• Create an interview board. Allow students to post questions for a subject-area expert, and then invite the expert to answer his or her favorite questions, either with text or video.
Have you used Wallwisher in your classroom? Do you have a great idea for using Wallwisher or a similar service? Share it in the comments!

Friday, November 18, 2011

Friday Five: 5 Websites for the Interactive Whiteboard in your Music Classroom

Copyright © 2011 Pratibha Varshney,
As with everything else, my school's specials rooms are a bit different than a typical school. Except for the computer lab and the media center, our specials rooms are set up for teachers to bring their classes and use the rooms without the benefit of a dedicated specials teacher. That means that when teachers visit the music or science room, they must come up with their own lessons. Our wonderful teachers are up to the task though, and our excellent paraprofessionals are assigned to maintain the rooms and provide lessons that the teachers may use.

One room that was not getting a lot of use last year was our music room. Our principal mentioned to me that she'd love to see classes come in and use the room more, and I offered to hunt around for some websites that classes could use on the interactive whiteboard to make music lessons more engaging. The 5 sites listed below were some of my favorites, not only for the board, but also for students to visit independently or in small groups at the computer. You might even consider using some of them for extra credit or homework.

Incredibox's music man looks bemused.
1. Incredibox
I found this site to be so much fun that I have played with it on my own several times! It's pretty self-explanatory: Drag the symbols at the bottom of the screen to the t-shirts of the characters to select instruments, percussion, effects, chorus, and voices. They blend into a lovely whole. The Bonus symbols will unlock as you go, and provide an optional, pre-made animation and song. Click them if you're interested; skip them if you're not. Secular schools, be aware of the yellow Bonus shaped like a cross: it's religious in nature.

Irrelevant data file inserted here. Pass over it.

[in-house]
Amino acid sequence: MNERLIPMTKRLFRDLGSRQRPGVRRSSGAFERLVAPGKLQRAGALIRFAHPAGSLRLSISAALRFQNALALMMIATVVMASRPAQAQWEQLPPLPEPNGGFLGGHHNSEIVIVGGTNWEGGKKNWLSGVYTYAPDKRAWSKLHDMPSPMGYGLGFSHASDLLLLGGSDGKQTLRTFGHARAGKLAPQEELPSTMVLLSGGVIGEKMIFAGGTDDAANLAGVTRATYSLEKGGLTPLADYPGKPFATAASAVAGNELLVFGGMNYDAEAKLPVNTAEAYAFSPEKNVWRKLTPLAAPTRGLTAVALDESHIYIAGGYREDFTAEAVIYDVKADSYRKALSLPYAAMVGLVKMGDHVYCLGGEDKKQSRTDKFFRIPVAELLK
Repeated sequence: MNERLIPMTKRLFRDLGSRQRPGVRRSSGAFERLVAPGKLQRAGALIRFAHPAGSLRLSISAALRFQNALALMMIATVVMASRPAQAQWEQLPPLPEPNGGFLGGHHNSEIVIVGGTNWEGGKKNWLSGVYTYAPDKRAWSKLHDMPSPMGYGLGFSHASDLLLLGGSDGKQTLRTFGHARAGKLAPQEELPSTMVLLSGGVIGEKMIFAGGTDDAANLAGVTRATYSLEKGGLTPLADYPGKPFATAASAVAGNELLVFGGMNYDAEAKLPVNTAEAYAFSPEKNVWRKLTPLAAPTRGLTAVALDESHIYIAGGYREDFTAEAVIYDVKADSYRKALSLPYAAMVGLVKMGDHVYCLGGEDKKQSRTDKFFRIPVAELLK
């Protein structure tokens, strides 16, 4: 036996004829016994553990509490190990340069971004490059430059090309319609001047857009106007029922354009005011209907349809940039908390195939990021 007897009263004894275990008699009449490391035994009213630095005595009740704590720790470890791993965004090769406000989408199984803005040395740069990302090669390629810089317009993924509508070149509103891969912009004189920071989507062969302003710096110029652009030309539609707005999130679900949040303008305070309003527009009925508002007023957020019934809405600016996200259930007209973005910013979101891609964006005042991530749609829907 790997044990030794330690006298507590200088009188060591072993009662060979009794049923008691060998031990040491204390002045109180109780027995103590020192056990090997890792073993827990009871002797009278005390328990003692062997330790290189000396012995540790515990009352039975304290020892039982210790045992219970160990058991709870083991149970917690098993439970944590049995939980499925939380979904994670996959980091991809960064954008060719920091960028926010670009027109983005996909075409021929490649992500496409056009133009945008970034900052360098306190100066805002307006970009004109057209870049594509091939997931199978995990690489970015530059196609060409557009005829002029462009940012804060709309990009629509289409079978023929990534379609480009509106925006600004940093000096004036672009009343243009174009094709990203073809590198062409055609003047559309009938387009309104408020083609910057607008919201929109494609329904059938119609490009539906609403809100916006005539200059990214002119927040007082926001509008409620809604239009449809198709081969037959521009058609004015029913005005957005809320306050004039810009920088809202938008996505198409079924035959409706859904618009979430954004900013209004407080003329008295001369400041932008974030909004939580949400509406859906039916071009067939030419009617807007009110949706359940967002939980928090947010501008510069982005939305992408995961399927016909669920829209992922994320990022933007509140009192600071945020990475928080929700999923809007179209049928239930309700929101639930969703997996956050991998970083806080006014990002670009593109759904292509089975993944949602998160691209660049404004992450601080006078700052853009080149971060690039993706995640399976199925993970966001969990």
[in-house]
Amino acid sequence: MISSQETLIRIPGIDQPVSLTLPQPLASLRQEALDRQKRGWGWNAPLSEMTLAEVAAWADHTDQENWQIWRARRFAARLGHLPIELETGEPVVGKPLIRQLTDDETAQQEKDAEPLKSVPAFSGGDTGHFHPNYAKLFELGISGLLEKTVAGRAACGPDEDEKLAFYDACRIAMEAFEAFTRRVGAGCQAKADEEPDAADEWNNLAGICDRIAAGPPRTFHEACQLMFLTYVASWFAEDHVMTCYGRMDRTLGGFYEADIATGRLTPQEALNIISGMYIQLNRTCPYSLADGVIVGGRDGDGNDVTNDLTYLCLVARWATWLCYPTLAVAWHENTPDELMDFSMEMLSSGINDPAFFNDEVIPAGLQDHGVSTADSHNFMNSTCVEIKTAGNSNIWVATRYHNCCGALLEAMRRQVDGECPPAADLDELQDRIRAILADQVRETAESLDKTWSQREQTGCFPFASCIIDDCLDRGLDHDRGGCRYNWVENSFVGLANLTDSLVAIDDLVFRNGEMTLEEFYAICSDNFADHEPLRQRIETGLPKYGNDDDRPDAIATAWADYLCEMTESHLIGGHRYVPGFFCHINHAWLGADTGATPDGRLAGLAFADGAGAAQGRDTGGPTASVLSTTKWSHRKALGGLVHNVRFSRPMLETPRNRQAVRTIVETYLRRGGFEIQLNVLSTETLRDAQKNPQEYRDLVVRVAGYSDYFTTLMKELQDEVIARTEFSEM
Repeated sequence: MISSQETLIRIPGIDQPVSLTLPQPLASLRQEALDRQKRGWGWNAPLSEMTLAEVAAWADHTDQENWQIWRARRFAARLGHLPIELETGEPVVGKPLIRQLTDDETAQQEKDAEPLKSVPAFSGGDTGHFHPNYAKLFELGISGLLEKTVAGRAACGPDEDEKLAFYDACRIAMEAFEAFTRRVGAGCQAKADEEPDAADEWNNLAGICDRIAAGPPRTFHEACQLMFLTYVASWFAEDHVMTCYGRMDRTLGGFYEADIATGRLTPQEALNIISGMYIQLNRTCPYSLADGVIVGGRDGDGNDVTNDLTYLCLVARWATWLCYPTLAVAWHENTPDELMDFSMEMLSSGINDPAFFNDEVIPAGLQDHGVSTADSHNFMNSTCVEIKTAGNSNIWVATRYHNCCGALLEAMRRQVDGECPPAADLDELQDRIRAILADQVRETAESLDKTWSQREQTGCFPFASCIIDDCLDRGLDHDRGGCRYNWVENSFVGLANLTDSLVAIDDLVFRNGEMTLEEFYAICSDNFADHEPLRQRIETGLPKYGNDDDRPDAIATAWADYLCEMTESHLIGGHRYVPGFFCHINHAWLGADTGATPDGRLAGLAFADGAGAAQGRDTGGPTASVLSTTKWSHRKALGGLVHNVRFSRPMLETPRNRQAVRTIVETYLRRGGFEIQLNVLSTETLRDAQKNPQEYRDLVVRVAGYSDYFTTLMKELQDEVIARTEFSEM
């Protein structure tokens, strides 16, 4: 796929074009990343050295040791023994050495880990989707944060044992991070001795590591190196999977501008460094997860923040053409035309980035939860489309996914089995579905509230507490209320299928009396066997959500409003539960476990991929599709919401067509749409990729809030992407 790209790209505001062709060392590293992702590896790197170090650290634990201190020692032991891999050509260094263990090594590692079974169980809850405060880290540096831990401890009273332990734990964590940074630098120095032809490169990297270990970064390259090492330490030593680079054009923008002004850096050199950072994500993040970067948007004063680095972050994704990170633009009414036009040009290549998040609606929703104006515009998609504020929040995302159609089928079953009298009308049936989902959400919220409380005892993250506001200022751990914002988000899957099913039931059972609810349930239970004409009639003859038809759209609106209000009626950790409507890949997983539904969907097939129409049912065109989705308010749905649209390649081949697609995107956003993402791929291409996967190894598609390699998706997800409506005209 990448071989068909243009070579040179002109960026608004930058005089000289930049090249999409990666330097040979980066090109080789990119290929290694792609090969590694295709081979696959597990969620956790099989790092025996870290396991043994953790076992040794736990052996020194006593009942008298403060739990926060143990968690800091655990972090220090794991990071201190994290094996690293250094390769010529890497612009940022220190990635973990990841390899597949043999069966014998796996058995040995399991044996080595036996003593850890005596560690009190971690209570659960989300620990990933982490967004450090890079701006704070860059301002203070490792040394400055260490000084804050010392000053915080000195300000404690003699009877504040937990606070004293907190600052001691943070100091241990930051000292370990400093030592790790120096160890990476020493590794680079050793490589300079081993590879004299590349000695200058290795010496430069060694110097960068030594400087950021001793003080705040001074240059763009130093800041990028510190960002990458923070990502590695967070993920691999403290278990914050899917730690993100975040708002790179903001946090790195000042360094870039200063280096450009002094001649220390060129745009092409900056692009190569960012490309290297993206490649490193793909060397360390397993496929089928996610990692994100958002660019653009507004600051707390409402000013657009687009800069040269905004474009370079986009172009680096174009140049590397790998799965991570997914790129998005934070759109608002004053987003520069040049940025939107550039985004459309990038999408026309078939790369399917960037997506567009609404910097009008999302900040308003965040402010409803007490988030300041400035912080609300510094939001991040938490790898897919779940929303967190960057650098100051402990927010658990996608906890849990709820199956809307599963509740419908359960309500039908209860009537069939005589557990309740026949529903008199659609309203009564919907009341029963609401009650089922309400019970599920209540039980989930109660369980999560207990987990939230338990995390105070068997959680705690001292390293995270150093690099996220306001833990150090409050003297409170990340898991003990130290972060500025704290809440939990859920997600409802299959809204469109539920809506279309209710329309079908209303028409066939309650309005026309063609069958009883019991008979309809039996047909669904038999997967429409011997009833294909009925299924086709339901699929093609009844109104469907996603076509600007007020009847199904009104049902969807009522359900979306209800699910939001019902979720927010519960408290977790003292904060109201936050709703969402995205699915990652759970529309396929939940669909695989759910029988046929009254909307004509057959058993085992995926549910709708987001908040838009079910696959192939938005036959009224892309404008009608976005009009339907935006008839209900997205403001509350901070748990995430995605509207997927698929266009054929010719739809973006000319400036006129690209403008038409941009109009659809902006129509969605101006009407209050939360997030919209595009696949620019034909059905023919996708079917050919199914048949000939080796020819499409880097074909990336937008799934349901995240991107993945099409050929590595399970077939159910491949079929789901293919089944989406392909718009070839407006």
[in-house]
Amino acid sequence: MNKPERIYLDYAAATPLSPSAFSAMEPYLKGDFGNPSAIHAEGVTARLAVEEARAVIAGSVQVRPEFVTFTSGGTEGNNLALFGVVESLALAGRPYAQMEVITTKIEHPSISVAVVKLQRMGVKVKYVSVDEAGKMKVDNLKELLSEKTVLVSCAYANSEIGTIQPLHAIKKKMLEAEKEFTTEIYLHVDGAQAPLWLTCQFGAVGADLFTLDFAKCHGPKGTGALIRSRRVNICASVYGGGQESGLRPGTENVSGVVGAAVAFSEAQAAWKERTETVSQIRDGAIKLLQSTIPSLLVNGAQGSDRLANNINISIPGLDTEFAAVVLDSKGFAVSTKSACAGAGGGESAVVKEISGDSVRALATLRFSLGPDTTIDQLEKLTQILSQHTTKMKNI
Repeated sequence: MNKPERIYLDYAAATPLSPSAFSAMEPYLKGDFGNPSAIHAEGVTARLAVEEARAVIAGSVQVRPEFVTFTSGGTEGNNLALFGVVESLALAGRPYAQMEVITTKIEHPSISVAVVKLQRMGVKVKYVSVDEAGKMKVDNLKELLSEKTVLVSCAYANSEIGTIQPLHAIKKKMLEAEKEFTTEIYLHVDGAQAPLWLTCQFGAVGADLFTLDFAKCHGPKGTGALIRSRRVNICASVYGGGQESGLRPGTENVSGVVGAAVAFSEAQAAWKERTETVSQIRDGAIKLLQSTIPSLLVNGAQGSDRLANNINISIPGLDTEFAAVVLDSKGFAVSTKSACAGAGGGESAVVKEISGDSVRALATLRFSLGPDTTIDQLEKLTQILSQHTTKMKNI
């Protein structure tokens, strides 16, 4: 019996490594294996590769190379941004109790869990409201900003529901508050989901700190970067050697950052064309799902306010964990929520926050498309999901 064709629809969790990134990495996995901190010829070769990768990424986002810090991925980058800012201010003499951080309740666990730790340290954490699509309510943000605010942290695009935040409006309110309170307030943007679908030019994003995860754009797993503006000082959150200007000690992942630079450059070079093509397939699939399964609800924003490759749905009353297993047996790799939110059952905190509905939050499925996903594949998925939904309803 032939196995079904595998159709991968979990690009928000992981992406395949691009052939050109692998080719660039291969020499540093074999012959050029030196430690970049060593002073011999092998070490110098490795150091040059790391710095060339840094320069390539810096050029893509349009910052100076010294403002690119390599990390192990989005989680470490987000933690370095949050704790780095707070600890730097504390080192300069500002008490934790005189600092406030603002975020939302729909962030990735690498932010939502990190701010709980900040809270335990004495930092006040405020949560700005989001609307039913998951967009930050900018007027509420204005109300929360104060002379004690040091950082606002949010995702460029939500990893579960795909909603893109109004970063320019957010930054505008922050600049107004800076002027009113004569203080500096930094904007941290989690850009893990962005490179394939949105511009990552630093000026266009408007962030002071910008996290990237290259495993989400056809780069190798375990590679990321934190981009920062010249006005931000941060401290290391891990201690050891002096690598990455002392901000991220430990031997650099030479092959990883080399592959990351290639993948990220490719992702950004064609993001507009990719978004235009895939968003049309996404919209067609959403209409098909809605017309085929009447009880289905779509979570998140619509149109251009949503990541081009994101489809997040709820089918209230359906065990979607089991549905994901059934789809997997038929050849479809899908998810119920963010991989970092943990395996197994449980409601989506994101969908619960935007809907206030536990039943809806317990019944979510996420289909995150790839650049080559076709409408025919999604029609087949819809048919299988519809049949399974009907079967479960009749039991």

Many of you likely already know Aviary. This site makes it easy to mix up all sorts of instruments and make your own original compositions. It's simple, yet powerful. Just set the number of beats per minute at the top, choose the instruments you'd like to include, and then turn "on" the notes you want by clicking the circles. When you first select an instrument, all of your notes on the left are for the same instrument. You can change individual lines to different instruments by clicking the Change Sounds button on the top right. You'll need to create an account to save and share your creation. Here's a simple one that I made.

Simple Melody.egg on Aviary.
Imagine students creating a video or slide show and creating their own original music for accompaniment. You can even work in a lesson about copyright and respecting others' work. Word to the Wise: This is not a site where anything you create will sound good. :o)

3. Tony B Machine
Here you'll find an 80's-style keyboard / synthesizer with several options for beats, vocals, and more. It's easy to make something that sounds nice here since it basically takes your options and makes them work with existing melodies and beats. There are also advanced options if you want more control. Click on the CD at the bottom to listen to other users' compositions. Something I really like about this site is that you can work the whole thing with the keyboard. That makes it fully accessible for blind or low-vision students who can't interact with the completely visual-based options above.

4. SFS Kids